Personal Counseling, P.C. offers private professional counseling services designed to help you understand your problems and work toward achieving your goals.
Feeling professionally “stuck in a rut”?
- Ever wonder if you made the “right” career choice?
- Ever wonder if there is another career better suited to your personality?
If you answered YES to either of these questions, then personal counseling can help.
We offer individually based career workshops. Over the course of 4-5 sessions, scheduled in the evening or on weekends, you will meet with a Licensed Professional Counselor who specializes in administering, scoring, and interpreting nationally recognized career interest inventories.
You will explore your past and present career choices, take a career interest inventory, receive a 19-page report detailing which careers are best suited to your personality, and put together a plan of action.
Sessions are 45-50 minutes and cost $120 per session.
Call or email today and begin the process to change and get out of the rut!
What is Counseling?
Psychological counseling examines the behaviors, thoughts and feelings that cause difficulties in your life and addresses emotional wellness, personal growth, career development and pathology.
How can counseling help you?
Psychological counseling is a confidential process designed to help you address your concerns and come to a greater understanding of yourself. Counseling teaches effective coping strategies for dealing with life’s challenges and allows you to grow emotionally and intellectually. To recognize your problems and seek assistance to deal with them is a sign of strength.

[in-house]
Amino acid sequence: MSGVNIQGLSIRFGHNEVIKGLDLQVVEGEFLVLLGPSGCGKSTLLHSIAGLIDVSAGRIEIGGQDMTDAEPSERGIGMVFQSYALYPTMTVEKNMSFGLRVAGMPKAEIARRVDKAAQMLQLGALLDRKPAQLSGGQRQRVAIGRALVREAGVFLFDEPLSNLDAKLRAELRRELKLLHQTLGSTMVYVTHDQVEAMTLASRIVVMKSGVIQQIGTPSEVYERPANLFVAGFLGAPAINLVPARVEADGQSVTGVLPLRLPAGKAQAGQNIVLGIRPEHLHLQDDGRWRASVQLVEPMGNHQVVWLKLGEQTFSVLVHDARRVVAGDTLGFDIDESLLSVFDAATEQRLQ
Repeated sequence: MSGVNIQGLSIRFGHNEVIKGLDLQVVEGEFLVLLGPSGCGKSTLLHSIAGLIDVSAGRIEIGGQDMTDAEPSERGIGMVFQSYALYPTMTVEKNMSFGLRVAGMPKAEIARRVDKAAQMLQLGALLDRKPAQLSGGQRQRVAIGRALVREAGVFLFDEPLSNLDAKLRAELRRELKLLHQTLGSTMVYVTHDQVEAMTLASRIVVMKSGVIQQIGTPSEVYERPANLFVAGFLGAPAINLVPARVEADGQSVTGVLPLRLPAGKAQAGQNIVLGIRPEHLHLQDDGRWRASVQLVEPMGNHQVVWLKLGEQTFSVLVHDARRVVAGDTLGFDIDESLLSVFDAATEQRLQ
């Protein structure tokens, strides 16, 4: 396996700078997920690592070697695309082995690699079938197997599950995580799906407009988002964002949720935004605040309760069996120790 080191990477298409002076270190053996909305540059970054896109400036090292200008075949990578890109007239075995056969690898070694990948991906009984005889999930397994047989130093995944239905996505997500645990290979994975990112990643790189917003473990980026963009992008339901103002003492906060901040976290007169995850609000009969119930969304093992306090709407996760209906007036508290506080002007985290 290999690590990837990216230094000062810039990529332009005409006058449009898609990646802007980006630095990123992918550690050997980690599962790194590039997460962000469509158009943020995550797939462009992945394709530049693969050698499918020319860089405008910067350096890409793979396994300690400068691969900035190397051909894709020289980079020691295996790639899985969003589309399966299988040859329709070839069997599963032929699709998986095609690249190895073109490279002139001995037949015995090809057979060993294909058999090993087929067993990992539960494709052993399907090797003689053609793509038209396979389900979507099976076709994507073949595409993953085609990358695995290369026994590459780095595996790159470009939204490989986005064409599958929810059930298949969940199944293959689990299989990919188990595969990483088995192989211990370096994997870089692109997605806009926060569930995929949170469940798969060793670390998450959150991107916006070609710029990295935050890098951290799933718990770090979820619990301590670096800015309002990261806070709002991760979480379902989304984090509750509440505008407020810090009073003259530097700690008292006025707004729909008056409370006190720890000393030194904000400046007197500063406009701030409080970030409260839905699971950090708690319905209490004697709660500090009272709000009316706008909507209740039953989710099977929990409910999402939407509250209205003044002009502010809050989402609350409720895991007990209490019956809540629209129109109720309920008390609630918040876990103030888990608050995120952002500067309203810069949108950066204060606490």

It’s time to see a counselor when…
- Your old coping skills are no longer effective or comforting
- You’re having trouble with your personal or professional relationships
- You feel like life’s challenges are more than you can handle
- You would like to take more positive actions in your life
Counseling may help you if you…
- Use drugs, alcohol, money, food and/or sex to cope with life
- Struggle with fears and anxiety
- Experience physical symptoms due to excessive stress
- Feel sad, down or in a rut
- Suffer with chronic or acute medical illness
- Have low self-esteem or self-image
- Are dealing with current or past violence or trauma
- Have trouble sleeping
- Are dissatisfied with work or career
- Have difficulty in expressing feelings and thoughts
- Struggle with aging
- Have difficulty finding satisfaction in life
- Are abusive towards yourself or others, including your family, pets, or neighborhood animals
Emily J. Parodi has spent 15 years working in various aspects of the helping profession, including domestic violence shelters, homeless shelters, treatment programs, welfare to work programs, women’s health clinics, and educational institutions.
She has worked with a diverse group of adolescents and adults on issues ranging from addiction, anxiety, career/life satisfaction, domestic violence, intercultural concerns, gender identity, healthy relationships, body image, eating disorders, sexual abuse, coping strategies, balancing work and family, and family planning.
Over the course of Ms. Parodi’s career, she has created and facilitated numerous workshops, including the following: Warning Signs of Addiction; Learning to Say NO; Time, Stress, and Money Management; Defining Your Interests; Managing Anger; Communicating Effectively; Overcoming Fears; Having Positive Body Image; Work Place Success; and Interviewing Skills.